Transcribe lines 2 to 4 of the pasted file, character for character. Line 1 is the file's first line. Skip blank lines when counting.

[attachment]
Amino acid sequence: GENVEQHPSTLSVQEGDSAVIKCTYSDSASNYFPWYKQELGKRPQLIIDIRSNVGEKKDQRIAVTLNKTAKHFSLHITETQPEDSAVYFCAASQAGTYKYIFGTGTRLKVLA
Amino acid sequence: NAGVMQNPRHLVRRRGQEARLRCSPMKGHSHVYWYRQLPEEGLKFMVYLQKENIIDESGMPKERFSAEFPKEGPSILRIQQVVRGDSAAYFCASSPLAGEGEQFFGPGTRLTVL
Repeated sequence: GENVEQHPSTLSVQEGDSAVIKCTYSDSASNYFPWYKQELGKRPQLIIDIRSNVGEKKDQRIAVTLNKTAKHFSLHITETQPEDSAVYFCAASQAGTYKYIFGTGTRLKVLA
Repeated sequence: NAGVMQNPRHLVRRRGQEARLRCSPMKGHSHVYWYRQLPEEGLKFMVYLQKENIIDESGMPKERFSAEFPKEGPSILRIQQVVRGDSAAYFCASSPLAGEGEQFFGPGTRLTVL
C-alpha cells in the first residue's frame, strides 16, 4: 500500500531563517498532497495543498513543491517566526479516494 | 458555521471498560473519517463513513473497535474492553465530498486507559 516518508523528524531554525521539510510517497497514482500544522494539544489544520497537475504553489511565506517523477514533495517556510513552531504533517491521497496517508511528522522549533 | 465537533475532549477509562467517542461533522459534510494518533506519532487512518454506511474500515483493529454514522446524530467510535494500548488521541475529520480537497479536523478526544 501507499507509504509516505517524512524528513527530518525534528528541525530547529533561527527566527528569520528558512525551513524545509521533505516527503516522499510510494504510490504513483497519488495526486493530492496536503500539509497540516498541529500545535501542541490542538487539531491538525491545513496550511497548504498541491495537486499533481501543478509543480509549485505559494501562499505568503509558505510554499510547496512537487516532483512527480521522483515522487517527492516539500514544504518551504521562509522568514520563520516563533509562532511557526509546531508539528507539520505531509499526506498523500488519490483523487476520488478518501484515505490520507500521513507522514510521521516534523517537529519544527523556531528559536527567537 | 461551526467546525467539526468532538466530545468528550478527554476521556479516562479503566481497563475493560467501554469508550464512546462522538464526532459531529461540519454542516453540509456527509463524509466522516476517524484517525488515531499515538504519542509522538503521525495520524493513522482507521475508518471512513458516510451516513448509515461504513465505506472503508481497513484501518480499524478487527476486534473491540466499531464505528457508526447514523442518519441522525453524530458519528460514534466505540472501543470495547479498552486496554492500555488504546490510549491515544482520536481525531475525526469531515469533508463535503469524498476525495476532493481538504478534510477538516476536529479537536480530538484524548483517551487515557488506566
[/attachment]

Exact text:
Amino acid sequence: NAGVMQNPRHLVRRRGQEARLRCSPMKGHSHVYWYRQLPEEGLKFMVYLQKENIIDESGMPKERFSAEFPKEGPSILRIQQVVRGDSAAYFCASSPLAGEGEQFFGPGTRLTVL
Repeated sequence: GENVEQHPSTLSVQEGDSAVIKCTYSDSASNYFPWYKQELGKRPQLIIDIRSNVGEKKDQRIAVTLNKTAKHFSLHITETQPEDSAVYFCAASQAGTYKYIFGTGTRLKVLA
Repeated sequence: NAGVMQNPRHLVRRRGQEARLRCSPMKGHSHVYWYRQLPEEGLKFMVYLQKENIIDESGMPKERFSAEFPKEGPSILRIQQVVRGDSAAYFCASSPLAGEGEQFFGPGTRLTVL